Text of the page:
The second issue is having the CSS code for state-b repeated multiple times in the final CSS (twice if you have two modifiers, but it could be more if you need additional variations!).

Repeat this for all the components and the different media queries, and this could cause a significant increase in your CSS file size.

Solution #

While working on the Table category of the Components Library at CodyHouse, we ended up using a different approach; we defined a class for the state-b layout:

.table {
	/* state-a layout style */

.table--state-b {
  /* state-b layout style */

We then defined a --table-layout CSS custom property inside the .table class and modified its value using class modifiers:

.table {
  --table-layout: state-a;

@media (min-width: 600px) {
  .table--state-b@sm {
     --table-layout: state-b;

@media (min-width: 1000px) {
  .table--state-b@md {
     --table-layout: state-b;

Note that the class modifiers are now used to change the value of a CSS custom property; there’s no repetition of layout style.

Using JavaScript, we can check whether to add or remove the .table--state-b class based on the value of this CSS custom property. This will apply the proper layout style!

var layout = getComputedStyle(table).getPropertyValue('--table-layout');
table.classList.toggle('table--standard',  layout == 'standard');

This technique allows us to use a single class (.table--state-b) for the layout style, regardless of the media query. Adding a new variation only requires setting the value of a single CSS custom property. No code repetition involved!

In this example, we’ve been working with tables, but you can apply this technique to any component whose responsiveness is highly affected by its content.

Downsides? #

This approach requires JavaScript to work, but that should not be an issue: if JS is off, we serve the state-a version of the table, which is perfectly accessible.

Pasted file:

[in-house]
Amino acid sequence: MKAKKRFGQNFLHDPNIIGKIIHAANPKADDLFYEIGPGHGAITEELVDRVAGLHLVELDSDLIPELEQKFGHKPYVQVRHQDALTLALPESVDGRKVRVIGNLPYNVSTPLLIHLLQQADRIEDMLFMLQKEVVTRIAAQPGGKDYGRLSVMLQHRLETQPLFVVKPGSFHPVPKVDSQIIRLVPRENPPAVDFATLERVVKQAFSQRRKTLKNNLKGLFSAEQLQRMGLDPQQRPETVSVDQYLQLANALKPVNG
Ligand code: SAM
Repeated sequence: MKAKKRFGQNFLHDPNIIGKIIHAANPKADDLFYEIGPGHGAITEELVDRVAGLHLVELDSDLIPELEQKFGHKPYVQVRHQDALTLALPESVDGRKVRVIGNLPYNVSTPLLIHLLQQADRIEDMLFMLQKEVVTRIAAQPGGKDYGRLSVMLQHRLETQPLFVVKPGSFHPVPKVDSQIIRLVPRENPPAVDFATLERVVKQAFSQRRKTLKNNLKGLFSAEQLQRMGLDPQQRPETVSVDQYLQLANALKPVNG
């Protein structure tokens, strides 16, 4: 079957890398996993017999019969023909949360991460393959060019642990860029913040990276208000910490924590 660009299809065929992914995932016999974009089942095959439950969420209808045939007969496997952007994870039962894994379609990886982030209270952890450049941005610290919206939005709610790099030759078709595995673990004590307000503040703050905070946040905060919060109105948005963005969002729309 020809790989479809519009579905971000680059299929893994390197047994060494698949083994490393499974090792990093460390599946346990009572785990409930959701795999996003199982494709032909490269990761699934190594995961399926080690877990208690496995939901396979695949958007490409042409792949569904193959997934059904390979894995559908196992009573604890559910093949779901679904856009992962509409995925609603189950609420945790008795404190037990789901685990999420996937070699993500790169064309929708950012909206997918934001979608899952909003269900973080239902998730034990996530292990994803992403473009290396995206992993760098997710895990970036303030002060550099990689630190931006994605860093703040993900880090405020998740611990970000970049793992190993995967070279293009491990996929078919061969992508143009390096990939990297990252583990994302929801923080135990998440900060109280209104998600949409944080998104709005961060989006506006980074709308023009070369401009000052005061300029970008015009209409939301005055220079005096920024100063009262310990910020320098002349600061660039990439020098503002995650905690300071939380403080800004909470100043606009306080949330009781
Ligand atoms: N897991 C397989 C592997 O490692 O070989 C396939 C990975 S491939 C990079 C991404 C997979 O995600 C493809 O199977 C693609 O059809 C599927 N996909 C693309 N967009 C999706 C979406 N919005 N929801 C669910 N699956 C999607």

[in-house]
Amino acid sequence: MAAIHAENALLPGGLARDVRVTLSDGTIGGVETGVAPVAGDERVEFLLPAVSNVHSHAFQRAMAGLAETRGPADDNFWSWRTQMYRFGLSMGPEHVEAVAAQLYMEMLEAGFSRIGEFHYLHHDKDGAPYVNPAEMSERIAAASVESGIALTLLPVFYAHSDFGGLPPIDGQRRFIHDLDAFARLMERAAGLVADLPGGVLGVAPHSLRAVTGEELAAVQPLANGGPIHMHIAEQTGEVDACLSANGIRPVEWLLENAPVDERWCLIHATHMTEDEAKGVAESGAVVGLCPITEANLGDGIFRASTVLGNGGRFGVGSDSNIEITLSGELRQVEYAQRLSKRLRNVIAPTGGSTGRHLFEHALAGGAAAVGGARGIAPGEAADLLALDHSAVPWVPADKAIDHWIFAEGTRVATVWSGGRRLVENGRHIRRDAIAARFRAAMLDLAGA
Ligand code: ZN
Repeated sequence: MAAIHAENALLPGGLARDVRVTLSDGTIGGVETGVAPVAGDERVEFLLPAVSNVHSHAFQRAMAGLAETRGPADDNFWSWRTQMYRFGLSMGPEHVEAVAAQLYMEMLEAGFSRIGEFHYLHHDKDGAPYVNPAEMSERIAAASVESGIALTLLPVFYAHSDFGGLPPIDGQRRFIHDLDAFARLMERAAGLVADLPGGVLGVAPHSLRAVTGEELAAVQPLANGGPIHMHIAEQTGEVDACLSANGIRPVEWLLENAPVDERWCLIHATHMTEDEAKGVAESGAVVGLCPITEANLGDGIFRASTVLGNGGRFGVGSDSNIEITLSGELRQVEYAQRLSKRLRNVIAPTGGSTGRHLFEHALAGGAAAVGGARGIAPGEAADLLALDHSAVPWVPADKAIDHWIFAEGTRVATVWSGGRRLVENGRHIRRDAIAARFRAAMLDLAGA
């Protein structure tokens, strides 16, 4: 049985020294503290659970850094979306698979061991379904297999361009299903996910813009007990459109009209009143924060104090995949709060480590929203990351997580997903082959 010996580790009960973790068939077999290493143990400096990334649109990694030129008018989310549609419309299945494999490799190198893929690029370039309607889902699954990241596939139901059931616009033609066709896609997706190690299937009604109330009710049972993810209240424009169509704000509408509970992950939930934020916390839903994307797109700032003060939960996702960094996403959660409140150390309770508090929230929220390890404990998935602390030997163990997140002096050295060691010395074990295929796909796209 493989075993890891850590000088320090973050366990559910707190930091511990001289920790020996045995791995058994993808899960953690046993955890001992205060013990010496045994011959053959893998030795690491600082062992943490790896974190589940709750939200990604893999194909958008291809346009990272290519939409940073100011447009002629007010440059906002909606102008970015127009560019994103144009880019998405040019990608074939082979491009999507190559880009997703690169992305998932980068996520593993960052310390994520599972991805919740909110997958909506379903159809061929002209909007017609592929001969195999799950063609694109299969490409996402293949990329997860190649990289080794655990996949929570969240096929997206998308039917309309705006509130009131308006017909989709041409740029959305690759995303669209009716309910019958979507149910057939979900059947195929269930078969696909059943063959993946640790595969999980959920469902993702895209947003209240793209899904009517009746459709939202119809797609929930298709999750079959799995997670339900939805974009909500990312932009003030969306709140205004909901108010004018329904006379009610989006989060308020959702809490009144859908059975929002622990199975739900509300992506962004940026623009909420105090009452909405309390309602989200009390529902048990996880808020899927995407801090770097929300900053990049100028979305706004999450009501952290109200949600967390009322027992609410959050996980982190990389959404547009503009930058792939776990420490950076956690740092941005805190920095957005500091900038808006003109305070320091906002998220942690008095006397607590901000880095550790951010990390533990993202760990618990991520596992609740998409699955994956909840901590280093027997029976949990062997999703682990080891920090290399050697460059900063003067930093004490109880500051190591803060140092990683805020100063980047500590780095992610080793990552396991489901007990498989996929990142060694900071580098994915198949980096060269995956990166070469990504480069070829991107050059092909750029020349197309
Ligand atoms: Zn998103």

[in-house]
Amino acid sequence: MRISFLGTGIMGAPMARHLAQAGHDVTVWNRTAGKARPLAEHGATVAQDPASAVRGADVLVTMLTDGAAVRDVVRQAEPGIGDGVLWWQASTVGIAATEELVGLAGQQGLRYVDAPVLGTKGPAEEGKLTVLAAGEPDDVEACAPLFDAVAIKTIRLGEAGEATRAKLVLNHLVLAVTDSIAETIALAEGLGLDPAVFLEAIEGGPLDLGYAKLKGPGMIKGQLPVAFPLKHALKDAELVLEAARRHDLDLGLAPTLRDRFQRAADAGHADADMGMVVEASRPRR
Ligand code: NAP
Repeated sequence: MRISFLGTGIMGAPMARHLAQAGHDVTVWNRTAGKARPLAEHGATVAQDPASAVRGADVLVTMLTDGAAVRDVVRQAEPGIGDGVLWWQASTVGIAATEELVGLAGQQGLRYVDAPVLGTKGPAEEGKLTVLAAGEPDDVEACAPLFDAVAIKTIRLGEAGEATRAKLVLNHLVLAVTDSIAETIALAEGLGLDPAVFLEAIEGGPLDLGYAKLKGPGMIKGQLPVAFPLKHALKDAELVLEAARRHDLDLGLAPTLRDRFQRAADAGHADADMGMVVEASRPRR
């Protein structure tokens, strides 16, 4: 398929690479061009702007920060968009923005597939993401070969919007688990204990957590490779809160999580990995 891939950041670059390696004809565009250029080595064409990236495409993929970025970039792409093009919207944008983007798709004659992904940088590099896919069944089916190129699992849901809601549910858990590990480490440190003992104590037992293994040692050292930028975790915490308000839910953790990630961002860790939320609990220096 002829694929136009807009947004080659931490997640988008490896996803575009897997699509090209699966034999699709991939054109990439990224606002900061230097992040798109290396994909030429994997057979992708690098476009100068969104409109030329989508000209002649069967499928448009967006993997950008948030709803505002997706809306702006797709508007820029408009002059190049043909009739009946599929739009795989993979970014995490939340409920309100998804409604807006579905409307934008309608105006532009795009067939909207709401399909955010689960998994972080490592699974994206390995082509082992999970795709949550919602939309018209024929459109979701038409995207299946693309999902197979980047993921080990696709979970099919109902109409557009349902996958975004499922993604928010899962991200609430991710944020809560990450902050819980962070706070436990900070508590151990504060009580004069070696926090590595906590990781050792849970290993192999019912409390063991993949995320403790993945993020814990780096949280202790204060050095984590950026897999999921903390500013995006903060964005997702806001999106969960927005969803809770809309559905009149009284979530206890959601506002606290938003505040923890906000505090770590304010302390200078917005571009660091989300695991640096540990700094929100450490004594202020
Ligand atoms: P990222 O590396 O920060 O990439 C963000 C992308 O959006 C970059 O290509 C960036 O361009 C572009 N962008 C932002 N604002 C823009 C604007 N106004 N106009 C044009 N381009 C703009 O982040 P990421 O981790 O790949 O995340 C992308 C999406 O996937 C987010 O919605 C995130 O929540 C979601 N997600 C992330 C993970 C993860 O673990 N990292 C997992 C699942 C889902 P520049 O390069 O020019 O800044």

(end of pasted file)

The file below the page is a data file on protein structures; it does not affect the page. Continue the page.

What about CSS custom properties support? Using CSS variables is probably the cleanest and most self-explanatory way. But if you need to support older browsers (e.g., IE 11 and below) you can use a ::before pseudo-element and change its content using the class modifiers:

.table::before {
  display: none;
  content: 'state-a';

@media (min-width: 600px) {
  .table--state-b@sm::before {
      content: 'state-b';

@media (min-width: 1000px) {
  .table--state-b@md::before {
      content: 'state-b';

In JS, you can check the value of the ::before content rather than a custom property. Same result, different browser support! You can decide based on your needs.

That’s it. I hope you find this approach useful. If you use a different technique, I would love to hear it!


2020 has just begun and already, you can find a lot of trends popping up, including website designs! All these new styles and techniques are helping designers create even better websites that perform AND look amazing. But what are the ultimate trends you should be watching out for?

There are a ton of trends and tips people have been saying, though obviously, you can’t merge all of these on one website! So I did my research and checked out what website design trends are going to boom this 2020. Read on as I show you the top nine ideas you should consider implementing on your site now!

Nine Website Design Ideas to Try This 2020

As the years’ pass, the Internet just keeps evolving, and it will continue to do so in 2020. To stay relevant and have your viewers genuinely interested with your website, here are some design ideas to try out:

  • Bold Colors and Simplicity

We now see even more competition online, which is why brands want to be bolder, more unique! That’s why most websites will adopt bolder and brighter colors to catch attention.

Brilliant and deep colors aren’t just attention-grabbing, they are immersive and will keep visitors staying! Besides this, many web designs today are now merging both simplicity AND boldness to catch attention without it being “too much.” With amazing colors and simple design, you can still stand out and look good doing so.